Individual Taxes and the Comparative Tax Systems in Europe

Feb 08, 2024 By Triston Martin

Europe's tax rates are highly diverse, from Finland's sky-high 59% to Hungary's deficient 9%.

No one should be surprised by Finland's tax rate because of the reputation Northern European countries have for not only having high tax rates but also providing generous social security benefits to their citizens. It is more difficult for countries with lower tax rates to provide tremendous social safety nets for their populations.

Understanding the European Tax Rate

First of all, we need to grasp what the European tax rate is. From 1996 to 2021, the average personal income tax rate throughout the European Union was 40.24%t. The highest point was reached in 1996 at 47%, and the lowest was called in 2011 at 36.6%.

However, if we look at each country in detail, we can see a significant divide between the governments of northern Europe and the Baltics. In 2022, Finland's Personal Income Tax rate of 56.95% was the second highest in the world, behind only Cote d'Ivoire's 60%. Taxes in Finland supposedly don't concern the Finns, as the nation has a progressive tax rate. This means the wealthiest are taxed considerably more than low-income and middle-class earners. Similarly, the legal system imposes heavier penalties on the affluent than on the general public.

Baltic States

It has been determined that Lithuania is an ideal place for new businesses to launch because of the conducive environment for generating new ideas and creating new products. Firms in this environment need to be adaptable, creative, and ready to make quick decisions because of the limited size of the market and the size of the network within which they operate.

Though there is a wide disparity between the wealth of different groups in Latvia, Lithuania, and Estonia, the three countries have been widely hailed as economic miracles since their independence from the Soviet Union.

Arctic Europe

Denmark and Norway, with their surprisingly low corporate tax rates (around 22%), are likely to be more appealing to firms than Western Europe. Even more enticing is the 20.6% corporation tax rate in Sweden. The country's top corporations are, however, all Swedish-owned. Volvo, H&M, Ikea, and Electrolux are just a few examples of Swedish-owned firms that have remained faithful to their homeland despite the allure of foreign competitors.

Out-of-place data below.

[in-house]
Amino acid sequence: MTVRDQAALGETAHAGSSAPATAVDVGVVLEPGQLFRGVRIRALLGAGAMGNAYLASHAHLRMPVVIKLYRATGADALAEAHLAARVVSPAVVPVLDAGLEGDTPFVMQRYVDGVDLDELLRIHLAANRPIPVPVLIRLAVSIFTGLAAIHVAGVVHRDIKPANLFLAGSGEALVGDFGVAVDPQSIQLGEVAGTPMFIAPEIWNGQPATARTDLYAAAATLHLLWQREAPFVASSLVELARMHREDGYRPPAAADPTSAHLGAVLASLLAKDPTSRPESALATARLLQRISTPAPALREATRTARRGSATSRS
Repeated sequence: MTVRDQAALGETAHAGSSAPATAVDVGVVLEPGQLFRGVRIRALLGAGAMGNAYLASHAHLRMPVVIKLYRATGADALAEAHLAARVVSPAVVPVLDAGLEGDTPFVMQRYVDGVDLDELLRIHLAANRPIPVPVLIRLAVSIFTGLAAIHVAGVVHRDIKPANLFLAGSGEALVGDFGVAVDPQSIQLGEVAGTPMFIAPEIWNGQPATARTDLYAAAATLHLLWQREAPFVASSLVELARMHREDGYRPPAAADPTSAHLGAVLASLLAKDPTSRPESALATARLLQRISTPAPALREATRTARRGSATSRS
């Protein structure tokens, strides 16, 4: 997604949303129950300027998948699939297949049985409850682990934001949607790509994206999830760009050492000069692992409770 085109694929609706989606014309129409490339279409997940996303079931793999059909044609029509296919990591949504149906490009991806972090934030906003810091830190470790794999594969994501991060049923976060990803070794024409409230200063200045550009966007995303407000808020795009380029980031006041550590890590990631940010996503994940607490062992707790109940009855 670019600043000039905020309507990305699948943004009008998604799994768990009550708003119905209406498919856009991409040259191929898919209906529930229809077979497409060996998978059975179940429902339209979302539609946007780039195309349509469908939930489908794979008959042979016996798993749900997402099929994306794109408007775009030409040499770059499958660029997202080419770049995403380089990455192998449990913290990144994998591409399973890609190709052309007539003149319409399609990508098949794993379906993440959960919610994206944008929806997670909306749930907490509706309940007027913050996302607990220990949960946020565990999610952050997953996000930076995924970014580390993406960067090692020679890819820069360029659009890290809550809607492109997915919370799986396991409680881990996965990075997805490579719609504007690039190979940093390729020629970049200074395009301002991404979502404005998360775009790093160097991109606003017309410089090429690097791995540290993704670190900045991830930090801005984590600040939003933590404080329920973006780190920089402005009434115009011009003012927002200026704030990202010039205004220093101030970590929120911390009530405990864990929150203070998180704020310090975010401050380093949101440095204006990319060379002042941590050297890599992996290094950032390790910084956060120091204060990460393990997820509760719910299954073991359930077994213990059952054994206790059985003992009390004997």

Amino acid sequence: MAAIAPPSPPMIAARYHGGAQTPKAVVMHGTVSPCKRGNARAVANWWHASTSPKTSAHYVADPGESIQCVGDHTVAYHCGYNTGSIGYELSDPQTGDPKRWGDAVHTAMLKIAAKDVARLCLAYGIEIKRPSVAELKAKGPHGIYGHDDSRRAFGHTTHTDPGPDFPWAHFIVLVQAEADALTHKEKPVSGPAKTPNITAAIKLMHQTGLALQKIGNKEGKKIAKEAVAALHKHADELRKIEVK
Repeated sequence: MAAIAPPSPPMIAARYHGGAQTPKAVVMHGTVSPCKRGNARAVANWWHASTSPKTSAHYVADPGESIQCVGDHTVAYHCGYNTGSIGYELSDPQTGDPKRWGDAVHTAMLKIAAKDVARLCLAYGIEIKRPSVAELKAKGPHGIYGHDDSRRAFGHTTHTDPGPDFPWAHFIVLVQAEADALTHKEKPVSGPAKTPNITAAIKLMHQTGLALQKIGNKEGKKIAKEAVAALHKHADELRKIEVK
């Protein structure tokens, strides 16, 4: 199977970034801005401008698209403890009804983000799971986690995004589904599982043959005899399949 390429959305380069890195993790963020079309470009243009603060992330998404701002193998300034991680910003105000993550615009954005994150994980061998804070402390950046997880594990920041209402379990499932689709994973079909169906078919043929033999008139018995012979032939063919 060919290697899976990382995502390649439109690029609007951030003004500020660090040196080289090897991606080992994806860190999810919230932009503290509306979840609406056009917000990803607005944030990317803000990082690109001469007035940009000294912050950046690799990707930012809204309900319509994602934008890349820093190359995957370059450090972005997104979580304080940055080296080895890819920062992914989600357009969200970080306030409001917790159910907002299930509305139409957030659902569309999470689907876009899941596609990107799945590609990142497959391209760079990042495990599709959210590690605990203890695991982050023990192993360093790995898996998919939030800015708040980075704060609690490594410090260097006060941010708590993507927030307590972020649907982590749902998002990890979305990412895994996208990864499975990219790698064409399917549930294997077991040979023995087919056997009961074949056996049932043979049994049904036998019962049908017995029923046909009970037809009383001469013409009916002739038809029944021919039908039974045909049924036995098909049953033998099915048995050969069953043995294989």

Compared to China, Hong Kong, New Zealand, and Singapore, Denmark is regarded as one of the world's best countries to do business by the World Bank.

Southerly European Region

Both individual and corporate tax rates in Southern Europe are a mixed bag. For instance, Malta has been the target of numerous tax inquiries and criminal investigations in recent years despite its longstanding reputation as a "tax haven" due to its low tax rates for foreign corporations. Citizens face a progressive tax structure where the rate increases from 0% to 35% on all personal income.

Taxes in Spain are about average for European countries and are offset by generous social safety nets, including free healthcare for working inhabitants. Similarly, Italians have access to social safety nets and pay progressive tax rates based on income.

Conclusion

Europe's average corporate income tax rate is 21.9%, which is lower than the global average of 23.54% in 2021 compared to 180 different jurisdictions. Corporations can benefit significantly from being in European countries that offer lower tax rates: A recent estimate puts Apple's tax savings in Ireland at USD 15 billion.

However, corporation tax rates are falling globally; the average company tax rate fell from 32.6% in 2000 to 21.9% in 2017.

When Saldo connects to Inventi, he

As part of its state-of-the-art practices, Saldo Finance will process SEPA payments using Inventi's SEPA CT and SEPA Instant CT Connectors as well as the Submission of Regulatory Information via STI Connector to the Lithuanian State Tax Authority and the PLAIS Connector for integration with the Lithuanian Center of Registers.

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